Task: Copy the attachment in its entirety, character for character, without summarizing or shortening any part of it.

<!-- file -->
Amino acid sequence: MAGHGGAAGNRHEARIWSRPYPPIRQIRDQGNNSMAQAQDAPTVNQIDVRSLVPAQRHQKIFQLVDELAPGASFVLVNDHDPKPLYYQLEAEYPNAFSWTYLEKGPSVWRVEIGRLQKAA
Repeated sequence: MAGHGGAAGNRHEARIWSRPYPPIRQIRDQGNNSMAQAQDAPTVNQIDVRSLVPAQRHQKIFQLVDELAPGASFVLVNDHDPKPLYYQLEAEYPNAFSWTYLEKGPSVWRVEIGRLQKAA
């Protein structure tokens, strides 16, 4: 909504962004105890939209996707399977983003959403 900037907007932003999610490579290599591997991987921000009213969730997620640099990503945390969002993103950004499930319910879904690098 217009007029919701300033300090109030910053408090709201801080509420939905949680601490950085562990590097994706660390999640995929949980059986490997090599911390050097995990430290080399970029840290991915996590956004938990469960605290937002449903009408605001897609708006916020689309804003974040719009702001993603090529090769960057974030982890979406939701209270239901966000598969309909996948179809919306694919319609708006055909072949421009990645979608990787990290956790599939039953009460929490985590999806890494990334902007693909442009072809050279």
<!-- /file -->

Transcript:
Amino acid sequence: MAGHGGAAGNRHEARIWSRPYPPIRQIRDQGNNSMAQAQDAPTVNQIDVRSLVPAQRHQKIFQLVDELAPGASFVLVNDHDPKPLYYQLEAEYPNAFSWTYLEKGPSVWRVEIGRLQKAA
Repeated sequence: MAGHGGAAGNRHEARIWSRPYPPIRQIRDQGNNSMAQAQDAPTVNQIDVRSLVPAQRHQKIFQLVDELAPGASFVLVNDHDPKPLYYQLEAEYPNAFSWTYLEKGPSVWRVEIGRLQKAA
């Protein structure tokens, strides 16, 4: 909504962004105890939209996707399977983003959403 900037907007932003999610490579290599591997991987921000009213969730997620640099990503945390969002993103950004499930319910879904690098 217009007029919701300033300090109030910053408090709201801080509420939905949680601490950085562990590097994706660390999640995929949980059986490997090599911390050097995990430290080399970029840290991915996590956004938990469960605290937002449903009408605001897609708006916020689309804003974040719009702001993603090529090769960057974030982890979406939701209270239901966000598969309909996948179809919306694919319609708006055909072949421009990645979608990787990290956790599939039953009460929490985590999806890494990334902007693909442009072809050279």